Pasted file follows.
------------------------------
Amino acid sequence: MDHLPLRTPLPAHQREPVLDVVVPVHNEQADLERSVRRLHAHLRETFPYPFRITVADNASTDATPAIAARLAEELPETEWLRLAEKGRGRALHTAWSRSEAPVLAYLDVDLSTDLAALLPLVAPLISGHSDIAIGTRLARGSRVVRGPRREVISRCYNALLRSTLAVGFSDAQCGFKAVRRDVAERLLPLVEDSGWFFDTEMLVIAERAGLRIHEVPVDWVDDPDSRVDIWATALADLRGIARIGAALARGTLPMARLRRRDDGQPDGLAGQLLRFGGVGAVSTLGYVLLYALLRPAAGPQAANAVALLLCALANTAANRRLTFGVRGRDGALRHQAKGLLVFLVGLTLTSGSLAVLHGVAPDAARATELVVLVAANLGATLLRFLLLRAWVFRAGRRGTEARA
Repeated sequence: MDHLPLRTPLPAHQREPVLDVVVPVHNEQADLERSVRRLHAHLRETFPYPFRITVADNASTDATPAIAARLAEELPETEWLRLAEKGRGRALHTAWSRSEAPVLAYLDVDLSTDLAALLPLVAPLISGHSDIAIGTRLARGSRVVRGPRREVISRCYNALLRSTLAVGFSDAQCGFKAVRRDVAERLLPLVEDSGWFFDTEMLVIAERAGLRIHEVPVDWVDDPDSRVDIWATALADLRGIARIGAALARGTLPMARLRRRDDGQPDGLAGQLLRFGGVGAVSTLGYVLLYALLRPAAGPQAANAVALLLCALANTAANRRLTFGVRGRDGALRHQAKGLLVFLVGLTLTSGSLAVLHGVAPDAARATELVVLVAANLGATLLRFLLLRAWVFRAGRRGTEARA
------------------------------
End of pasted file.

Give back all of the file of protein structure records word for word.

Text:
Amino acid sequence: MDHLPLRTPLPAHQREPVLDVVVPVHNEQADLERSVRRLHAHLRETFPYPFRITVADNASTDATPAIAARLAEELPETEWLRLAEKGRGRALHTAWSRSEAPVLAYLDVDLSTDLAALLPLVAPLISGHSDIAIGTRLARGSRVVRGPRREVISRCYNALLRSTLAVGFSDAQCGFKAVRRDVAERLLPLVEDSGWFFDTEMLVIAERAGLRIHEVPVDWVDDPDSRVDIWATALADLRGIARIGAALARGTLPMARLRRRDDGQPDGLAGQLLRFGGVGAVSTLGYVLLYALLRPAAGPQAANAVALLLCALANTAANRRLTFGVRGRDGALRHQAKGLLVFLVGLTLTSGSLAVLHGVAPDAARATELVVLVAANLGATLLRFLLLRAWVFRAGRRGTEARA
Repeated sequence: MDHLPLRTPLPAHQREPVLDVVVPVHNEQADLERSVRRLHAHLRETFPYPFRITVADNASTDATPAIAARLAEELPETEWLRLAEKGRGRALHTAWSRSEAPVLAYLDVDLSTDLAALLPLVAPLISGHSDIAIGTRLARGSRVVRGPRREVISRCYNALLRSTLAVGFSDAQCGFKAVRRDVAERLLPLVEDSGWFFDTEMLVIAERAGLRIHEVPVDWVDDPDSRVDIWATALADLRGIARIGAALARGTLPMARLRRRDDGQPDGLAGQLLRFGGVGAVSTLGYVLLYALLRPAAGPQAANAVALLLCALANTAANRRLTFGVRGRDGALRHQAKGLLVFLVGLTLTSGSLAVLHGVAPDAARATELVVLVAANLGATLLRFLLLRAWVFRAGRRGTEARA